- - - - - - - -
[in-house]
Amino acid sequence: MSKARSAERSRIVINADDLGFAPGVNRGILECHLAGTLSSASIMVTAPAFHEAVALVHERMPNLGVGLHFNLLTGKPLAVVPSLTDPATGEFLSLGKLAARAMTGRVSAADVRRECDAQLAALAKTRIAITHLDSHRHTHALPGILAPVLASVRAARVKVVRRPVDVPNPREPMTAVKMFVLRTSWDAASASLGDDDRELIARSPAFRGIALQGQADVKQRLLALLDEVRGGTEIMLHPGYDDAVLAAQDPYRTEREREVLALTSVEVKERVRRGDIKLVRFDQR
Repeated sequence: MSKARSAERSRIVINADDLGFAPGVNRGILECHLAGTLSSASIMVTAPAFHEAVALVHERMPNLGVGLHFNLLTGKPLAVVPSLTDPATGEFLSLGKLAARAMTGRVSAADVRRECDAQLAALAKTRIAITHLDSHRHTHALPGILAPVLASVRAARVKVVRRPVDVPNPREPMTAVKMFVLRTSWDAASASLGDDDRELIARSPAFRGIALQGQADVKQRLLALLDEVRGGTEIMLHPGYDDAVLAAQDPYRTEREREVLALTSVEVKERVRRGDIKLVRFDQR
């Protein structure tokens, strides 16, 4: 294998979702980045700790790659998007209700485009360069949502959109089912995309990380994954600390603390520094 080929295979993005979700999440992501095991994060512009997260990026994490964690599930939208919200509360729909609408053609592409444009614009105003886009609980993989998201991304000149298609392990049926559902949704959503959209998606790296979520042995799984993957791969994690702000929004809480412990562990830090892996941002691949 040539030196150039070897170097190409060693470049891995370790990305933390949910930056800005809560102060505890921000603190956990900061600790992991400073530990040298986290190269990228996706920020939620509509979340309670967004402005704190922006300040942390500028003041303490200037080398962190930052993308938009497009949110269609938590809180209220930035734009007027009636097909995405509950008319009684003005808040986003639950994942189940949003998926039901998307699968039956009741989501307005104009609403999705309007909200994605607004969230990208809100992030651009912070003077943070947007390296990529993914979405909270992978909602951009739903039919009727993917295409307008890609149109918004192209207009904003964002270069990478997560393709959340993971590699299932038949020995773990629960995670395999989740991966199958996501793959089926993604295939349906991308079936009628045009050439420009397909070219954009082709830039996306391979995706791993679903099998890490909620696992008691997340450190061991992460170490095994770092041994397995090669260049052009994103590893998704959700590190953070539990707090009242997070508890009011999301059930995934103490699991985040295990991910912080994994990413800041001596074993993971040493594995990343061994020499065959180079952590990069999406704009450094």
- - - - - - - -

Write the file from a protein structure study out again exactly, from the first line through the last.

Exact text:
[in-house]
Amino acid sequence: MSKARSAERSRIVINADDLGFAPGVNRGILECHLAGTLSSASIMVTAPAFHEAVALVHERMPNLGVGLHFNLLTGKPLAVVPSLTDPATGEFLSLGKLAARAMTGRVSAADVRRECDAQLAALAKTRIAITHLDSHRHTHALPGILAPVLASVRAARVKVVRRPVDVPNPREPMTAVKMFVLRTSWDAASASLGDDDRELIARSPAFRGIALQGQADVKQRLLALLDEVRGGTEIMLHPGYDDAVLAAQDPYRTEREREVLALTSVEVKERVRRGDIKLVRFDQR
Repeated sequence: MSKARSAERSRIVINADDLGFAPGVNRGILECHLAGTLSSASIMVTAPAFHEAVALVHERMPNLGVGLHFNLLTGKPLAVVPSLTDPATGEFLSLGKLAARAMTGRVSAADVRRECDAQLAALAKTRIAITHLDSHRHTHALPGILAPVLASVRAARVKVVRRPVDVPNPREPMTAVKMFVLRTSWDAASASLGDDDRELIARSPAFRGIALQGQADVKQRLLALLDEVRGGTEIMLHPGYDDAVLAAQDPYRTEREREVLALTSVEVKERVRRGDIKLVRFDQR
């Protein structure tokens, strides 16, 4: 294998979702980045700790790659998007209700485009360069949502959109089912995309990380994954600390603390520094 080929295979993005979700999440992501095991994060512009997260990026994490964690599930939208919200509360729909609408053609592409444009614009105003886009609980993989998201991304000149298609392990049926559902949704959503959209998606790296979520042995799984993957791969994690702000929004809480412990562990830090892996941002691949 040539030196150039070897170097190409060693470049891995370790990305933390949910930056800005809560102060505890921000603190956990900061600790992991400073530990040298986290190269990228996706920020939620509509979340309670967004402005704190922006300040942390500028003041303490200037080398962190930052993308938009497009949110269609938590809180209220930035734009007027009636097909995405509950008319009684003005808040986003639950994942189940949003998926039901998307699968039956009741989501307005104009609403999705309007909200994605607004969230990208809100992030651009912070003077943070947007390296990529993914979405909270992978909602951009739903039919009727993917295409307008890609149109918004192209207009904003964002270069990478997560393709959340993971590699299932038949020995773990629960995670395999989740991966199958996501793959089926993604295939349906991308079936009628045009050439420009397909070219954009082709830039996306391979995706791993679903099998890490909620696992008691997340450190061991992460170490095994770092041994397995090669260049052009994103590893998704959700590190953070539990707090009242997070508890009011999301059930995934103490699991985040295990991910912080994994990413800041001596074993993971040493594995990343061994020499065959180079952590990069999406704009450094």